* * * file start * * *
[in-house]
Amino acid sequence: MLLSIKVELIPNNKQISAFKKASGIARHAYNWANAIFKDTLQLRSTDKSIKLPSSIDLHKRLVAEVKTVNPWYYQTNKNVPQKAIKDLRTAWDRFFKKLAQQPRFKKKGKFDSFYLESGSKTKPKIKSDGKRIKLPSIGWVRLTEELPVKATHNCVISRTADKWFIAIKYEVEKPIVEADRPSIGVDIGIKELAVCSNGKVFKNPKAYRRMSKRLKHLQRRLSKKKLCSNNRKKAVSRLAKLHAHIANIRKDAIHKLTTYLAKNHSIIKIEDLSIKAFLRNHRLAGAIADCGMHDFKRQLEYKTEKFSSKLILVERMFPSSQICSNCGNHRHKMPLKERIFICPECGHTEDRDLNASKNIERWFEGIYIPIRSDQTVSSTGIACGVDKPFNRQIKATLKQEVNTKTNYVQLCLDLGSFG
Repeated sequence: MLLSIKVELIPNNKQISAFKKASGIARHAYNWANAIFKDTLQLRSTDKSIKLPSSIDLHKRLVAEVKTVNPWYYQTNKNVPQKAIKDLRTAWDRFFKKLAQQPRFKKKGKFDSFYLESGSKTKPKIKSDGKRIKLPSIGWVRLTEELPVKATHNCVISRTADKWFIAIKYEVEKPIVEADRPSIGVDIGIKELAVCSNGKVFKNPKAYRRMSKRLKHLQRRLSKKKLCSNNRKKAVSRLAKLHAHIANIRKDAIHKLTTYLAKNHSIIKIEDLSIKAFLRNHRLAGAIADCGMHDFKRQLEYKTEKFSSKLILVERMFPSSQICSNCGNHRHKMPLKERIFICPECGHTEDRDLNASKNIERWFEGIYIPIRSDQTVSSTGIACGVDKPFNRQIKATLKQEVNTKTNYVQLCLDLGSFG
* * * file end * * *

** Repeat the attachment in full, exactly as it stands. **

[in-house]
Amino acid sequence: MLLSIKVELIPNNKQISAFKKASGIARHAYNWANAIFKDTLQLRSTDKSIKLPSSIDLHKRLVAEVKTVNPWYYQTNKNVPQKAIKDLRTAWDRFFKKLAQQPRFKKKGKFDSFYLESGSKTKPKIKSDGKRIKLPSIGWVRLTEELPVKATHNCVISRTADKWFIAIKYEVEKPIVEADRPSIGVDIGIKELAVCSNGKVFKNPKAYRRMSKRLKHLQRRLSKKKLCSNNRKKAVSRLAKLHAHIANIRKDAIHKLTTYLAKNHSIIKIEDLSIKAFLRNHRLAGAIADCGMHDFKRQLEYKTEKFSSKLILVERMFPSSQICSNCGNHRHKMPLKERIFICPECGHTEDRDLNASKNIERWFEGIYIPIRSDQTVSSTGIACGVDKPFNRQIKATLKQEVNTKTNYVQLCLDLGSFG
Repeated sequence: MLLSIKVELIPNNKQISAFKKASGIARHAYNWANAIFKDTLQLRSTDKSIKLPSSIDLHKRLVAEVKTVNPWYYQTNKNVPQKAIKDLRTAWDRFFKKLAQQPRFKKKGKFDSFYLESGSKTKPKIKSDGKRIKLPSIGWVRLTEELPVKATHNCVISRTADKWFIAIKYEVEKPIVEADRPSIGVDIGIKELAVCSNGKVFKNPKAYRRMSKRLKHLQRRLSKKKLCSNNRKKAVSRLAKLHAHIANIRKDAIHKLTTYLAKNHSIIKIEDLSIKAFLRNHRLAGAIADCGMHDFKRQLEYKTEKFSSKLILVERMFPSSQICSNCGNHRHKMPLKERIFICPECGHTEDRDLNASKNIERWFEGIYIPIRSDQTVSSTGIACGVDKPFNRQIKATLKQEVNTKTNYVQLCLDLGSFG